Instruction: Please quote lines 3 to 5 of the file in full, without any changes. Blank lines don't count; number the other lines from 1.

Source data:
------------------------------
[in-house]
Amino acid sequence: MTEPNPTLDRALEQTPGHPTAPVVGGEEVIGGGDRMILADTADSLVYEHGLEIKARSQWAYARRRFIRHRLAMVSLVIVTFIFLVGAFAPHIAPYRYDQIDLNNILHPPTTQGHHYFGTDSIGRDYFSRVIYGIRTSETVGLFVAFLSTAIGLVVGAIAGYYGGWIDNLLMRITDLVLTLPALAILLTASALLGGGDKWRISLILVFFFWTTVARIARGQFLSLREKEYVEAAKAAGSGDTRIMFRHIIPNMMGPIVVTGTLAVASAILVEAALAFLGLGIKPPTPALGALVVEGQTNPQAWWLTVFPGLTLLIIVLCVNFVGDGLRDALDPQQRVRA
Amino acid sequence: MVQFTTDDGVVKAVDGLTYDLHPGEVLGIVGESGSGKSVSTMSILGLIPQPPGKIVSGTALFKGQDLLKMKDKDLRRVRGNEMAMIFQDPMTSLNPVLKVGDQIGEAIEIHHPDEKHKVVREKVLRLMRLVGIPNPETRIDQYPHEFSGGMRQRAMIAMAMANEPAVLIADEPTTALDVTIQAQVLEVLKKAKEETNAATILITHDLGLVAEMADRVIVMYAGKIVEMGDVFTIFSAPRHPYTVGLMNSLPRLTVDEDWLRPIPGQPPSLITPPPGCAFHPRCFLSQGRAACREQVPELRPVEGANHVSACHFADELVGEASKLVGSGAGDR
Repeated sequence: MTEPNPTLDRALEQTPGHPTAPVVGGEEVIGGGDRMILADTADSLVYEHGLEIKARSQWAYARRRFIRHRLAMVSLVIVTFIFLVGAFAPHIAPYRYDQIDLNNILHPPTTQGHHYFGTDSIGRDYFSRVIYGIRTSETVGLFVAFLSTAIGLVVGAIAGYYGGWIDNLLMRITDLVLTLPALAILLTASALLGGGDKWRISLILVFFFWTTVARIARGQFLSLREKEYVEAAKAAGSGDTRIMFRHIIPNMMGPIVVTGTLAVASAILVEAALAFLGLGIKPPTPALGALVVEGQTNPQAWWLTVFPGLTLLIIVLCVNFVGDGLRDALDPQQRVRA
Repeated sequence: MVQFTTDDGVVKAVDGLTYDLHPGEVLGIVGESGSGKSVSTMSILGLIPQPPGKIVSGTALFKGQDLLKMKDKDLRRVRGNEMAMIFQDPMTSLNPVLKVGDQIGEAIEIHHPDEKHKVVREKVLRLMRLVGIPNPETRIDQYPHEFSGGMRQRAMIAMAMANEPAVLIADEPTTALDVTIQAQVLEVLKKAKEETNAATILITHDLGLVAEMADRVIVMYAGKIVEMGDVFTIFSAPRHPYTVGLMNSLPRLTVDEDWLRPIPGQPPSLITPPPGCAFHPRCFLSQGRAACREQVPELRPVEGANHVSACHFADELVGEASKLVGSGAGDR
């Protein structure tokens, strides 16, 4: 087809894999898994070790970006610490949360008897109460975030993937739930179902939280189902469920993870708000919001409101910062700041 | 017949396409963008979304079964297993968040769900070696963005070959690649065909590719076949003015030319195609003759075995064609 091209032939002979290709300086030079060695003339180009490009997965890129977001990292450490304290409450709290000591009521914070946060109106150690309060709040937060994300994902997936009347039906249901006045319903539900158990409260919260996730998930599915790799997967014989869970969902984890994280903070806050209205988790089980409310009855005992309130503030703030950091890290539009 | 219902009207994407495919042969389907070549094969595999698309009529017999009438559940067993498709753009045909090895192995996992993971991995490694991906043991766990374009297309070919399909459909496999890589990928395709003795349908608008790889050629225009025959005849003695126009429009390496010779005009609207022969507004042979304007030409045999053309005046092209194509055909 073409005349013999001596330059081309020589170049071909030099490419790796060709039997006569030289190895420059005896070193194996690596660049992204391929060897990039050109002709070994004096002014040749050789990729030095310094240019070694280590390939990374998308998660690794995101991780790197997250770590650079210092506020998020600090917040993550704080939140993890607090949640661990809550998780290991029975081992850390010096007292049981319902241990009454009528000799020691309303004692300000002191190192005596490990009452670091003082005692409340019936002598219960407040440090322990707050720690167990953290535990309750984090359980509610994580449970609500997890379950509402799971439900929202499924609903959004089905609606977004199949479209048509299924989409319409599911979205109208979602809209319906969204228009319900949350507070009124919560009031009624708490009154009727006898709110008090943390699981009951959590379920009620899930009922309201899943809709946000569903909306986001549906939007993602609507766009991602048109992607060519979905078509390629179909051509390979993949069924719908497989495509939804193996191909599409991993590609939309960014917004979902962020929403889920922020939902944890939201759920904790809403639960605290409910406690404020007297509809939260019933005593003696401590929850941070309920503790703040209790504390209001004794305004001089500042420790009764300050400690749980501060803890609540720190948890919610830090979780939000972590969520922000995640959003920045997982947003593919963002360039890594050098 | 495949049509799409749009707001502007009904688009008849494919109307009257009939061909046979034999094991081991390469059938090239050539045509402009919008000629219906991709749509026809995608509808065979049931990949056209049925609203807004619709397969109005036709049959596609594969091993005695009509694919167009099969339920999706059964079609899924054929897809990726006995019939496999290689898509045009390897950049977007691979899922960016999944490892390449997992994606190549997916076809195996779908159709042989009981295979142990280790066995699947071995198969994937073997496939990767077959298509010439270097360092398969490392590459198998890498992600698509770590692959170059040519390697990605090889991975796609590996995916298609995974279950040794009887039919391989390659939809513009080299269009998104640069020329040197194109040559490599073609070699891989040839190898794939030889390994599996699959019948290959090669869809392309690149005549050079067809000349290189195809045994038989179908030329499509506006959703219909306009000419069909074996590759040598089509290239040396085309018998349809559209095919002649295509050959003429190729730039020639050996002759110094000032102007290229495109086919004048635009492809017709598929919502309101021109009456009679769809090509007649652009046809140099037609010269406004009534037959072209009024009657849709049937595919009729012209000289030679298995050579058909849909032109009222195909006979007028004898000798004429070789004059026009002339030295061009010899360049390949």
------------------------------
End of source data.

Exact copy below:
Amino acid sequence: MVQFTTDDGVVKAVDGLTYDLHPGEVLGIVGESGSGKSVSTMSILGLIPQPPGKIVSGTALFKGQDLLKMKDKDLRRVRGNEMAMIFQDPMTSLNPVLKVGDQIGEAIEIHHPDEKHKVVREKVLRLMRLVGIPNPETRIDQYPHEFSGGMRQRAMIAMAMANEPAVLIADEPTTALDVTIQAQVLEVLKKAKEETNAATILITHDLGLVAEMADRVIVMYAGKIVEMGDVFTIFSAPRHPYTVGLMNSLPRLTVDEDWLRPIPGQPPSLITPPPGCAFHPRCFLSQGRAACREQVPELRPVEGANHVSACHFADELVGEASKLVGSGAGDR
Repeated sequence: MTEPNPTLDRALEQTPGHPTAPVVGGEEVIGGGDRMILADTADSLVYEHGLEIKARSQWAYARRRFIRHRLAMVSLVIVTFIFLVGAFAPHIAPYRYDQIDLNNILHPPTTQGHHYFGTDSIGRDYFSRVIYGIRTSETVGLFVAFLSTAIGLVVGAIAGYYGGWIDNLLMRITDLVLTLPALAILLTASALLGGGDKWRISLILVFFFWTTVARIARGQFLSLREKEYVEAAKAAGSGDTRIMFRHIIPNMMGPIVVTGTLAVASAILVEAALAFLGLGIKPPTPALGALVVEGQTNPQAWWLTVFPGLTLLIIVLCVNFVGDGLRDALDPQQRVRA
Repeated sequence: MVQFTTDDGVVKAVDGLTYDLHPGEVLGIVGESGSGKSVSTMSILGLIPQPPGKIVSGTALFKGQDLLKMKDKDLRRVRGNEMAMIFQDPMTSLNPVLKVGDQIGEAIEIHHPDEKHKVVREKVLRLMRLVGIPNPETRIDQYPHEFSGGMRQRAMIAMAMANEPAVLIADEPTTALDVTIQAQVLEVLKKAKEETNAATILITHDLGLVAEMADRVIVMYAGKIVEMGDVFTIFSAPRHPYTVGLMNSLPRLTVDEDWLRPIPGQPPSLITPPPGCAFHPRCFLSQGRAACREQVPELRPVEGANHVSACHFADELVGEASKLVGSGAGDR